Somewhere, ID – afternoon

I did Oregon wall-to-wall in a day yesterday.

Roberta Verona has seemed as though she wants to run, so I’ve given in to the request.  I went far past the distance I was expecting yesterday, and I’ve already got three hours worth under my belt today.  I expect that will be the first of three driving sessions today, which should take me through Idaho and Utah and on into Wyoming.  That means I’ll have run the entire western portion of I-84.  84 is the only Interstate with an eastern section and a western section, I think.

I had thought of a ton of stuff to say while driving, and I’ll probably forget most of it now that I can write.

Approaching Portland from the south is not the way to see Portland.  Spend your time on the east side of town, playing in the Columbia River Gorge.  Although the scenery was going by at a steady 55 miles an hour, it was fantastic.  Around one turn you get a view of a mountain (I’m assuming Mt. Hood) that’s like all the magazine pictures of mountains.

Turns out they have desert in Oregon, too.  The good news is that the heat isn’t nearly so severe, and there’s actually little towns every so often to break up the monotony.

Not that I stopped at any of the little towns.  Apparently, I’ve decided I’m ready to be home, because driving has been easy, even long hours of it.  Although there have been a couple places that I’ve been tempted to stop (Snake River Canyon, for instance.  By the way, the Snake River has done some spiffy landscaping, even outside the Canyon proper), the overall impulse is to drive on.  So I’m driving on as long as it lasts.

Crash (that’s the kitten’s current name, due to his tendency to crash into stuff while he’s playing, as well as his ability to force me to narrowly avert crashes as I remove claws from my ankles…) seems to have taken to travelling okay.  He spends a certain amount of time alseep in my lap, then he’ll climb up the steering wheel and sleep on the dash for awhile, then he’ll climb down the steering wheel and across my left arm (this is tricky while I’m steering, and he has been known to bounce down my leg and into the floor while attempting this manuver, which gives you some insight as to how he’s earning his name) and sit on my shoulder looking out the window for a while.  Then sometimes, he justs disappears for a while.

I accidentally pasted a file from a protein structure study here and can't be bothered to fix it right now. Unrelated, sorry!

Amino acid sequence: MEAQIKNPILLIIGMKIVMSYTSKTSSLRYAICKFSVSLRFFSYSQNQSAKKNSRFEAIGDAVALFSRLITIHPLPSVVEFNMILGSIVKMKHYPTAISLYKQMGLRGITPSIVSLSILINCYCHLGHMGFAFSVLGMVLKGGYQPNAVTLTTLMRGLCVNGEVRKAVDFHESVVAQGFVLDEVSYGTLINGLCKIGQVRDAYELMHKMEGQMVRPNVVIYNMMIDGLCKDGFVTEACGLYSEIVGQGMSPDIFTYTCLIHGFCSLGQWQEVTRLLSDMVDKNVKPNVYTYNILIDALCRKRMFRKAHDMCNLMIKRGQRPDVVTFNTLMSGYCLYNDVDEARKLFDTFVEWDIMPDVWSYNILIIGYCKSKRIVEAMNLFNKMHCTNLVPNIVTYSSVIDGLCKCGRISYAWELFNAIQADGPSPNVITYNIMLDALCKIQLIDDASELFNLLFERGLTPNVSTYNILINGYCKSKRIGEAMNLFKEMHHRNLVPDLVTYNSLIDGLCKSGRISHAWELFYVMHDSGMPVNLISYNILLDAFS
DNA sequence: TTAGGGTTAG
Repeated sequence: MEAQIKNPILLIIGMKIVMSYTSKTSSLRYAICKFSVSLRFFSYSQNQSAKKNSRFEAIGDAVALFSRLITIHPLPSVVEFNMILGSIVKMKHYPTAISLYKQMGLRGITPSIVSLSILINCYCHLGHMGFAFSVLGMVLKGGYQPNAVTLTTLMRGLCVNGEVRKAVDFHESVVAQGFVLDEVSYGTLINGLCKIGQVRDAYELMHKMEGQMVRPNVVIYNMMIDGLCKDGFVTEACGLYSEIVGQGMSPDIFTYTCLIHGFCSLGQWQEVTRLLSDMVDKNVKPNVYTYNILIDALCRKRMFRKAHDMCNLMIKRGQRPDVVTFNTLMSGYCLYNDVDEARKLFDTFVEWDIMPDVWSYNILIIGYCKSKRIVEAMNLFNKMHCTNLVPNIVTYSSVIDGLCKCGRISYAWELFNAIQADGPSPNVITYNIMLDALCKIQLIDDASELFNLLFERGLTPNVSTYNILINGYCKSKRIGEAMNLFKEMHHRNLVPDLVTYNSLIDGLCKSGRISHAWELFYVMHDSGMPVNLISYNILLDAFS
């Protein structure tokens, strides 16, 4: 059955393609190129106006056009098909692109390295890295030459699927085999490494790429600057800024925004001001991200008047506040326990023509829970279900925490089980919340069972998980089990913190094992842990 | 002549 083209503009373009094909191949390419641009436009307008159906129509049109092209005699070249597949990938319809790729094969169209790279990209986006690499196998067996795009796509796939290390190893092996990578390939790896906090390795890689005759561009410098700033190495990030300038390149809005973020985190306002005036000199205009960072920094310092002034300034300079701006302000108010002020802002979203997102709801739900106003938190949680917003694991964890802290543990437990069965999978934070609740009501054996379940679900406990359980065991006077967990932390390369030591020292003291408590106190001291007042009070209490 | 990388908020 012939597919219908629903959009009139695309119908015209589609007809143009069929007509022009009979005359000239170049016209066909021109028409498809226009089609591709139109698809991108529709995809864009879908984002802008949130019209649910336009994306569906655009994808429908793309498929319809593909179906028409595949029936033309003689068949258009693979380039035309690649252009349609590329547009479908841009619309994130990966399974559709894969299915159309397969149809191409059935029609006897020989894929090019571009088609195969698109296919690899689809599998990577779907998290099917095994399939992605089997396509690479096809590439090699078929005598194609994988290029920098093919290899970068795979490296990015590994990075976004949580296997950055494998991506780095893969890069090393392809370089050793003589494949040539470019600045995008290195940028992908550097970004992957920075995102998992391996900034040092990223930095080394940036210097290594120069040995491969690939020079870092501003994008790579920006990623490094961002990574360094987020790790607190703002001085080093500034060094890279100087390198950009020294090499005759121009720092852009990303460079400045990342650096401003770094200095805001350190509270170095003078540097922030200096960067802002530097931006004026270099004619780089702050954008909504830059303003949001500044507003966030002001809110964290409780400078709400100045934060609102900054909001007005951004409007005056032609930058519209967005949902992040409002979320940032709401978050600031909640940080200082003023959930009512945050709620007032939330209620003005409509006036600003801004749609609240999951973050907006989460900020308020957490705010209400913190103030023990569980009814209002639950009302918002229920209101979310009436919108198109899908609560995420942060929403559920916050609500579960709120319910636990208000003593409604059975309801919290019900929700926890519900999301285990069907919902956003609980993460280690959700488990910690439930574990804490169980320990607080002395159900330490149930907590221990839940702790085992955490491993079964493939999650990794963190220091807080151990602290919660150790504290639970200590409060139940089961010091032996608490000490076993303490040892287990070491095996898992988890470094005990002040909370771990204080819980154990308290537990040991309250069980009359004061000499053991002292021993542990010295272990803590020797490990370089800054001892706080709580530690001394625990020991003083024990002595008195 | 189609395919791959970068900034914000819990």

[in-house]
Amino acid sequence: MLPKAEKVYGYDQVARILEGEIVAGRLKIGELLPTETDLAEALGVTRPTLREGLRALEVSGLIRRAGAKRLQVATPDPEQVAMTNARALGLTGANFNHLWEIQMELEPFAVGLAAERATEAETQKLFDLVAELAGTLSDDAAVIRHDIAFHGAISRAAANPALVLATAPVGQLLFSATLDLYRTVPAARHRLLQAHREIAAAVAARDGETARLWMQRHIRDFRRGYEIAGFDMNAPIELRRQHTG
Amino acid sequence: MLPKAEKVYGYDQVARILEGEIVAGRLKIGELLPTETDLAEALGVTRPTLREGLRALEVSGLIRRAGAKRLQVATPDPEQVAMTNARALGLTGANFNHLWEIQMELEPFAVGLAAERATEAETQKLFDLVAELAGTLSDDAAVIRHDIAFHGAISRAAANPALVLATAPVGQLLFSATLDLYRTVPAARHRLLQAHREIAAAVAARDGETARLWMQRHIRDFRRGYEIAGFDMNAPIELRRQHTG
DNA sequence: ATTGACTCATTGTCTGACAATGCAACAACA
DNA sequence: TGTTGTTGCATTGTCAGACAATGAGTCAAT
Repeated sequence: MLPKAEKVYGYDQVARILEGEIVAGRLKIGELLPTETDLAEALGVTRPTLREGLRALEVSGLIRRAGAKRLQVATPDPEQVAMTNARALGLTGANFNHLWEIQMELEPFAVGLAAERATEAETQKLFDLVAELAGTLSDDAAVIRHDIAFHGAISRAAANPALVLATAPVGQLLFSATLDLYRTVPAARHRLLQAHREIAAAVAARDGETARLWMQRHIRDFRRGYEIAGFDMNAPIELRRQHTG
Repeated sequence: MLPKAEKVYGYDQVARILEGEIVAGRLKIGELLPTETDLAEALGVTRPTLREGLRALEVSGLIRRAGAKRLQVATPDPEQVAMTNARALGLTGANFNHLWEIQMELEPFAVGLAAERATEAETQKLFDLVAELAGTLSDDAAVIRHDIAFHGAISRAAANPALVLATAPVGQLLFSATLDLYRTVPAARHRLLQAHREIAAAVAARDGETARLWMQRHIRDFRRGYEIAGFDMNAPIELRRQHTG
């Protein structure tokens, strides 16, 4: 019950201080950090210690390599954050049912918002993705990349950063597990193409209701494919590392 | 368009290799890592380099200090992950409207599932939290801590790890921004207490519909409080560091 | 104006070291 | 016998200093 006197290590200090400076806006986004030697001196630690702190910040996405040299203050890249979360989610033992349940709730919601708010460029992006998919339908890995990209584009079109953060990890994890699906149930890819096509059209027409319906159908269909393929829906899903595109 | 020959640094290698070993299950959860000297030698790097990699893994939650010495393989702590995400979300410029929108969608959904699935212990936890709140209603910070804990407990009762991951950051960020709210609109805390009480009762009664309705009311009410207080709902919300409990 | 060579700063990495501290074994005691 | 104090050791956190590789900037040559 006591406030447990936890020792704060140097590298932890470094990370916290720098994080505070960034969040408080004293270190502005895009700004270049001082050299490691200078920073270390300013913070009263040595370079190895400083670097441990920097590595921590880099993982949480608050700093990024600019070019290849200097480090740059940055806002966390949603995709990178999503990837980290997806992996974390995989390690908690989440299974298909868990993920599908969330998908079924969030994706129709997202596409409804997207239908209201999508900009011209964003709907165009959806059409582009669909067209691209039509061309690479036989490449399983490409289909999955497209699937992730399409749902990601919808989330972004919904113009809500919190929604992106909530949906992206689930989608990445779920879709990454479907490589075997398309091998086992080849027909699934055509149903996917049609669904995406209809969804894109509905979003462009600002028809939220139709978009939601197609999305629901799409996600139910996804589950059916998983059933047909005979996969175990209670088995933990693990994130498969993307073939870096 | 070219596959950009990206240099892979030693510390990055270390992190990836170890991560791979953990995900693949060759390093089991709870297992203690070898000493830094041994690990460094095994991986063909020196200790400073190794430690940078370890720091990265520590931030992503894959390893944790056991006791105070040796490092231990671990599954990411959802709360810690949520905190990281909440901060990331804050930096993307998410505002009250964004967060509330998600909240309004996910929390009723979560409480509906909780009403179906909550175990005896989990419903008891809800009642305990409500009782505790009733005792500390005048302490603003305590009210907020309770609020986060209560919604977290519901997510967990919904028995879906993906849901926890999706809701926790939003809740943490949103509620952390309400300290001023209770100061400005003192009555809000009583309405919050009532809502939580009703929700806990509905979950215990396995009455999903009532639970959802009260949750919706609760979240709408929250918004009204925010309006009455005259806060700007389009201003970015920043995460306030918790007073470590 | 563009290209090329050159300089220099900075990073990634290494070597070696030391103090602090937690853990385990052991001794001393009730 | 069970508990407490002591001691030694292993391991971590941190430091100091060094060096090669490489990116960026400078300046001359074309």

Every time I stop, he wants out.  I keep telling him that he has to wait to get to South Carolina before he can go out and play, but comprehension does not seem to be his strongest suit.

So anyway, Crash and I are cruising through the mid-west.  I don’t know if it qualifies geographically as “mid-west” yet, but there’s lots of straw and hay and cows.  It’s pretty dull.

I saw the coolest cement plant last night.

I thought that needed to have its own paragraph for the full effect to set in.  But, seriously, about one in the morning last night (for me it was right about midnight, but I crossed another one of those damn time zones along the way), I saw a bunch of lights up in the distance.  Now, it gets _really_ dark out in that mountain/desert/prairie melange they’ve got going, so dark you can’t see more than a couple feet off the edge of the road.  Lights in the distance can be tricky to figure out.  At least twice before, I thought that there must be a river up ahead, because the lights were obviously a bridge.  Nope, just an interstate up the side of a mountain.  So I’m trying to be logical and figure out what this thing is.

As I get closer, I can tell there’s a bunch of three different types of lights, and random others here and there, all in a fairly tight grouping.  Doesn’t look like a town, doesn’t really loolk like a bridge (unless they’re building spiral bridges out west these days).

Like I say, turns out it was a cement plant.  There was a big steel frame structure, with bluish lights at regular intervals, a massive building that looked like it might have been made of stone (or, duh, cement, I guess) lit weirdly from the top and bottom with yellowish/brownish lights, and a low brick officy kind of building.  There were also a bunch of normal type streetlight dotting the facility.

The two big buildings, lit like they were, looked like something I would have seen in Las Vegas, but bigger.  And the real amazing part was the way the different lights played off of the rocky, hilly landscape, throwing multiple oddly colored shadows off of every stone.  Really neat.

That’s about all I can think of to bring you up to date, which is a Perkins just off the 84 in Idaho, past Twins Falls heading east but not to Pocatello yet.  I’m not hungry anymore, but damned if I’m going to leave any of this French Silk Pie.  I intend to stay at one or the other of two KOAs along I-80 in Wyoming, depending on just how far I drive tonight.  Hopefully, I’ll get to actually post this at that point…

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